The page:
Seminar food guidelines

The food should be easy to eat from a plastic plate in one’s lap without paying attention to it. It should not require a knife, fork, spoon or chopsticks. Sandwiches fulfill these criteria. Sushi can also be eaten with one’s fingers. Sandwiches should not be so thick that they have to be disassembled to fit in the mouth. Sandwiches should not contain ingredients that are difficult to bite through, for example prosciutto, non-crispy bacon, meat with tendons in it.
The food should not drip or stain the hands, especially with a greasy or otherwise difficult-to-remove sauce. Wraps should neither have the bottom cut off nor contain a thin sauce that leaks through the bottom. Sandwiches should not have contents falling out – avoid a thick stack of many fillings between the breads. A single filling can be thicker, e.g. a chicken breast. Biting into the food should not cause the food to fall apart (rice paper rolls have this problem) or something to squirt out the other end (as happens with sandwiches with a lot of sauce or mayonnaise).
Sandwiches should not require toothpicks to hold them together, because these are annoying to remove. Sandwiches should not be cut into pieces so small that they require toothpicks or that the filling falls out of all sides. The bread should not fall apart when picking up the sandwich.
Avoid ingredients with a strong, specific taste that some people love and some hate. Sauerkraut, pickles, olives, capers, kimchi, herring, anchovies, hot spices and fungal cheese are bad ideas. The food should be like a politician – trying to please everyone, avoiding controversy. Spices and sauces can accompany the food separately, like wasabi and soy sauce with sushi – then everyone can add the amount they like.
Crunchy food (nachos, potato crisps, toast) should be avoided, because the sound of chewing them distracts the audience and the shards may cut the inside of the mouth.
Nuts and small berries (raspberries, blueberries) are difficult to eat when one’s attention is elsewhere, because these tend to roll off handheld plates. Transferring very small food items like nuts and berries to one’s plate at the start of the seminar is also annoying, because these have to be picked up one by one or only a few at a time. To help people fill their plates easily, put nuts, berries and crisps in separate bowls or at least separate piles, don’t scatter them over and among other food. Nuts and small berries in particular are difficult to chase between other foods.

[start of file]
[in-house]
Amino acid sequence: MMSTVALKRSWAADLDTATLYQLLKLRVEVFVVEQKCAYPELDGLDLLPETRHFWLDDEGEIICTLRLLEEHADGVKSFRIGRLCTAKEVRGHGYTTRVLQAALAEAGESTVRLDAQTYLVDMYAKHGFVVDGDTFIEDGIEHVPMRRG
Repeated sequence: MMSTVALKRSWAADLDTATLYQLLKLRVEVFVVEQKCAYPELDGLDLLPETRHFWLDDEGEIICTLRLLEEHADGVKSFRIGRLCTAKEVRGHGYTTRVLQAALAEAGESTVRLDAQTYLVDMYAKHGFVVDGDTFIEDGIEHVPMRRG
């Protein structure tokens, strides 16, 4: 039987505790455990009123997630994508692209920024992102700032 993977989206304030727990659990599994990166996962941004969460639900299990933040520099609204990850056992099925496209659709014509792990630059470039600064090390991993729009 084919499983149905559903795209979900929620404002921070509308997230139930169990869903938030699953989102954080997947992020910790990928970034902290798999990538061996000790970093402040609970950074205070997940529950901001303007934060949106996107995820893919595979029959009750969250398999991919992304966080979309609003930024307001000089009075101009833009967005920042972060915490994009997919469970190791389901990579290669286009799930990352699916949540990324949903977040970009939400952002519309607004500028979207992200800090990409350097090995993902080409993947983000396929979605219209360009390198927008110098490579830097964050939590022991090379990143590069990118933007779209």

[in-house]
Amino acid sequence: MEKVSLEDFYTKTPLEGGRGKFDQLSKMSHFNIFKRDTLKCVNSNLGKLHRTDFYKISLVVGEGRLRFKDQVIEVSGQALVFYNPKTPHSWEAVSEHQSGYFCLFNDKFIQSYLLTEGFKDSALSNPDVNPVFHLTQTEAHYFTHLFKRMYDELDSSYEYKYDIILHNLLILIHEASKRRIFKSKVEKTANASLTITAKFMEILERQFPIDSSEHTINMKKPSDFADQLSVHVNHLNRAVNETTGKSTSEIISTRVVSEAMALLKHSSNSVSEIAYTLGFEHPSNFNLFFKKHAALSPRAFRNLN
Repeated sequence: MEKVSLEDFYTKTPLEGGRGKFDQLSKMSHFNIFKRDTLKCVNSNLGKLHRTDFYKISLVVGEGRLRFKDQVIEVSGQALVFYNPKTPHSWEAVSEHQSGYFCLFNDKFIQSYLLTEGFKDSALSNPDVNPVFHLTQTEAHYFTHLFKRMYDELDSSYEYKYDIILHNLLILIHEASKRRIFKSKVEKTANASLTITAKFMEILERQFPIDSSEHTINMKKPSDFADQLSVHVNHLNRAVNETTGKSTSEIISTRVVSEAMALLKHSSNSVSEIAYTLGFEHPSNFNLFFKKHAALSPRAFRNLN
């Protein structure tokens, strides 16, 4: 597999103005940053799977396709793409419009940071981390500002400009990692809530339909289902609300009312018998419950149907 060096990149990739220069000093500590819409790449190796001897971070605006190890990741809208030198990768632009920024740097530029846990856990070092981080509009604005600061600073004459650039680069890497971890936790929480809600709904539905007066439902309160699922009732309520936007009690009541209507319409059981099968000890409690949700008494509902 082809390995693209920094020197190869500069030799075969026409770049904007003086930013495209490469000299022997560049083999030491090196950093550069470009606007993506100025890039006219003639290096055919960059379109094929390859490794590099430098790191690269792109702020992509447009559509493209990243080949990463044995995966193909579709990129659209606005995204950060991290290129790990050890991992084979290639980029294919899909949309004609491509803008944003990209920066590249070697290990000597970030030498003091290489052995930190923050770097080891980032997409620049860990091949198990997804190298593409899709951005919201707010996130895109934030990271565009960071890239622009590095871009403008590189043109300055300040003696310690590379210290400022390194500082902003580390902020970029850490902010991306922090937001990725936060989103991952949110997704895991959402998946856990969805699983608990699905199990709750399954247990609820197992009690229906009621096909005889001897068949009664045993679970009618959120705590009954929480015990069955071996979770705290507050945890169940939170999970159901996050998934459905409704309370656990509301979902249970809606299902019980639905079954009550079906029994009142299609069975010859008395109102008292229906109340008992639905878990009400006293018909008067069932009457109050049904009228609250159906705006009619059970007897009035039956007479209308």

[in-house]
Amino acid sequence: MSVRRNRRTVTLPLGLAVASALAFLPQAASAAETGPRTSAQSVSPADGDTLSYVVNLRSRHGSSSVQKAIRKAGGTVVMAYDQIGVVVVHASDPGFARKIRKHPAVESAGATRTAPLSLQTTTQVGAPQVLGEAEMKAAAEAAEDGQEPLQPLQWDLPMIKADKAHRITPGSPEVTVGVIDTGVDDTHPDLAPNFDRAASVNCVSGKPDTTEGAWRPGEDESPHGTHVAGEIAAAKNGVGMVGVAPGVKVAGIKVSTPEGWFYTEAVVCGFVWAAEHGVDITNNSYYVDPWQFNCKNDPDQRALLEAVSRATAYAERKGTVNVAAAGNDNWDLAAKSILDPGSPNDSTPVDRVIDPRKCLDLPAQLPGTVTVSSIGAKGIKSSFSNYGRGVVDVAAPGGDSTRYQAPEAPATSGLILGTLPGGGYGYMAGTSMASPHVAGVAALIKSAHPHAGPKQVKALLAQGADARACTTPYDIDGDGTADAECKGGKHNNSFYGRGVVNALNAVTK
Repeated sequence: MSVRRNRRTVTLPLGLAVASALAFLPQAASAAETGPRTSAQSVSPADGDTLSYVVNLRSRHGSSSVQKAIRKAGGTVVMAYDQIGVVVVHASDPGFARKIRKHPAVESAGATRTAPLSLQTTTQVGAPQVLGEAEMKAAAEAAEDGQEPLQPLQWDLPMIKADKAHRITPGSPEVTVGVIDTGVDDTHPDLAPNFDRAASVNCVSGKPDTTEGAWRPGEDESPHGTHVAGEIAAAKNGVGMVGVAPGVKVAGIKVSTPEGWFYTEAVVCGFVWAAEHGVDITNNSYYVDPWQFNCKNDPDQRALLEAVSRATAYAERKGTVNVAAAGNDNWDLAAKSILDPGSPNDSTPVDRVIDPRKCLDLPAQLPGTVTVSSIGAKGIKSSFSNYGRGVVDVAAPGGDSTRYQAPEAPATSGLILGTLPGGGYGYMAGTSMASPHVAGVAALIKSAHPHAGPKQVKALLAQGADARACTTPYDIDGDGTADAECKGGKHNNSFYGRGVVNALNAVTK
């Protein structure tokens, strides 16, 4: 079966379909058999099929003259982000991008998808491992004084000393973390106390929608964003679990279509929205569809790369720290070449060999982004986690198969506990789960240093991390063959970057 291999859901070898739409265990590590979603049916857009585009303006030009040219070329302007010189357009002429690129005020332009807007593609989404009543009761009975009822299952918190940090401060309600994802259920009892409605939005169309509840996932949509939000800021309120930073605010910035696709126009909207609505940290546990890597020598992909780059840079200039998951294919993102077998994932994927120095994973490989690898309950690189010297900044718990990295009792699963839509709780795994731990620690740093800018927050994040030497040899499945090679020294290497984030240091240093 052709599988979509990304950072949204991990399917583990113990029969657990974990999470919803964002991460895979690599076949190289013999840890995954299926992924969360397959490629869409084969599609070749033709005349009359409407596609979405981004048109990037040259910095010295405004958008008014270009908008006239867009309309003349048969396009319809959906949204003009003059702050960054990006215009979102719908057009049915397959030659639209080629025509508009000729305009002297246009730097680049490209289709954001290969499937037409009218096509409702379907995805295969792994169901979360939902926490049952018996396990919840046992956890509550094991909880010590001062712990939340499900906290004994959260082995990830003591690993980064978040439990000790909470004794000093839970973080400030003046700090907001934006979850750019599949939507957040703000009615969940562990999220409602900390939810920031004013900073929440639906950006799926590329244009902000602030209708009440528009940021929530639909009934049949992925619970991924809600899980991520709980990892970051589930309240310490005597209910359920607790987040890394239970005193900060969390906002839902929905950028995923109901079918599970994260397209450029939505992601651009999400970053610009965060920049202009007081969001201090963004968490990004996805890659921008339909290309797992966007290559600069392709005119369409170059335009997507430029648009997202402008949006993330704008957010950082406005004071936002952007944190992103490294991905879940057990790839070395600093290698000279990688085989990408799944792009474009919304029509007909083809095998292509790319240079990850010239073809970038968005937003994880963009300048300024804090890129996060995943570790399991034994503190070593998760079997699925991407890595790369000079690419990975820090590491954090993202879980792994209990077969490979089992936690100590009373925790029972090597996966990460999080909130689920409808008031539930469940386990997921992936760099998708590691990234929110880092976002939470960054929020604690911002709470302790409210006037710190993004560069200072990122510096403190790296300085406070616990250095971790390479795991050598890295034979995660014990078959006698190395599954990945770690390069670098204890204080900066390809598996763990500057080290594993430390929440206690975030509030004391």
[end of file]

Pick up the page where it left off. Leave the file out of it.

In general, keep different foods separate. For example, sandwich bread touching cut-up fruit tends to soak juice from it and get unpleasantly soggy and sweet. Cheese and dessert touching on the same platter leads to a cheesy-tasting dessert. Separating foods also helps allergic people avoid the triggering ones.
Remove the leaves from strawberries.
If bananas are slightly green, then they are difficult to peel, so a small cut should be made near the stalk from which the peeling can start.
Don’t cut grapes – it makes them go bad in hours. Whole, undamaged grapes keep for days at room temperature.
Fruit should be either in bite-sized pieces (melon, papaya) if there are forks to eat with, or whole so it can be handheld without leaking or staining (apples, bananas). A bad idea is to have long slices of melon that stain hands with juice and don’t fit in the mouth in one piece. If there are no forks, then cut-up kiwis, pineapple and other wet, slippery fruits are a bad idea, because these are difficult to hold and stain the hands.
One strange thing I have seen (and that should be avoided) is salad scattered among sandwiches, without any forks or other utensils to serve or eat it with. The only way was to eat the salad with one’s hands.
Portions that are too large for the average eater (footlong subs, whole chicken breasts) lead to food waste, because people eat only a fraction of the portion and throw the rest away.
The mechanics of eating the food is as important as the taste. The ease of eating of various forms of food can be field-tested in a seminar-like situation: eating sitting, with a small plastic plate in one’s lap, no table, only occasionally glancing at the food.
Similar points apply to stand-up reception food.

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